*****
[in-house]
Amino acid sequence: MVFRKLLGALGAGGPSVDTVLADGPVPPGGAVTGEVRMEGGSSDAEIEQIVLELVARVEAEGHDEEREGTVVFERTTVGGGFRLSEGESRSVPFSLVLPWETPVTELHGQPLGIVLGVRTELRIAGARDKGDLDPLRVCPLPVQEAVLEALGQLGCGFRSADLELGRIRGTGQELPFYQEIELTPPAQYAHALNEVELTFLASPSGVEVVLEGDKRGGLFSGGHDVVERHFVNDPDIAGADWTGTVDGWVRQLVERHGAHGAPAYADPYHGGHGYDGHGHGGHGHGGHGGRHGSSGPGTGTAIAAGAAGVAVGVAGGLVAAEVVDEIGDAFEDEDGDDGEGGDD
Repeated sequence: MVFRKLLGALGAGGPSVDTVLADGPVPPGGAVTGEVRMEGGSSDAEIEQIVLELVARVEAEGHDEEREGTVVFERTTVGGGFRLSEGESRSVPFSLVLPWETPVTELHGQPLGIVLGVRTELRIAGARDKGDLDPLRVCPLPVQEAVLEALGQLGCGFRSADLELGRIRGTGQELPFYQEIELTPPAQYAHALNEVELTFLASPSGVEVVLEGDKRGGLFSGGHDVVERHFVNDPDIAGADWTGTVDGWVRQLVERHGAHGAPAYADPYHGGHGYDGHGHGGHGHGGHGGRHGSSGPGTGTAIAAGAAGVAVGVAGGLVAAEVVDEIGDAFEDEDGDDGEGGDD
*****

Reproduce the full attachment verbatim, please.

[in-house]
Amino acid sequence: MVFRKLLGALGAGGPSVDTVLADGPVPPGGAVTGEVRMEGGSSDAEIEQIVLELVARVEAEGHDEEREGTVVFERTTVGGGFRLSEGESRSVPFSLVLPWETPVTELHGQPLGIVLGVRTELRIAGARDKGDLDPLRVCPLPVQEAVLEALGQLGCGFRSADLELGRIRGTGQELPFYQEIELTPPAQYAHALNEVELTFLASPSGVEVVLEGDKRGGLFSGGHDVVERHFVNDPDIAGADWTGTVDGWVRQLVERHGAHGAPAYADPYHGGHGYDGHGHGGHGHGGHGGRHGSSGPGTGTAIAAGAAGVAVGVAGGLVAAEVVDEIGDAFEDEDGDDGEGGDD
Repeated sequence: MVFRKLLGALGAGGPSVDTVLADGPVPPGGAVTGEVRMEGGSSDAEIEQIVLELVARVEAEGHDEEREGTVVFERTTVGGGFRLSEGESRSVPFSLVLPWETPVTELHGQPLGIVLGVRTELRIAGARDKGDLDPLRVCPLPVQEAVLEALGQLGCGFRSADLELGRIRGTGQELPFYQEIELTPPAQYAHALNEVELTFLASPSGVEVVLEGDKRGGLFSGGHDVVERHFVNDPDIAGADWTGTVDGWVRQLVERHGAHGAPAYADPYHGGHGYDGHGHGGHGHGGHGGRHGSSGPGTGTAIAAGAAGVAVGVAGGLVAAEVVDEIGDAFEDEDGDDGEGGDD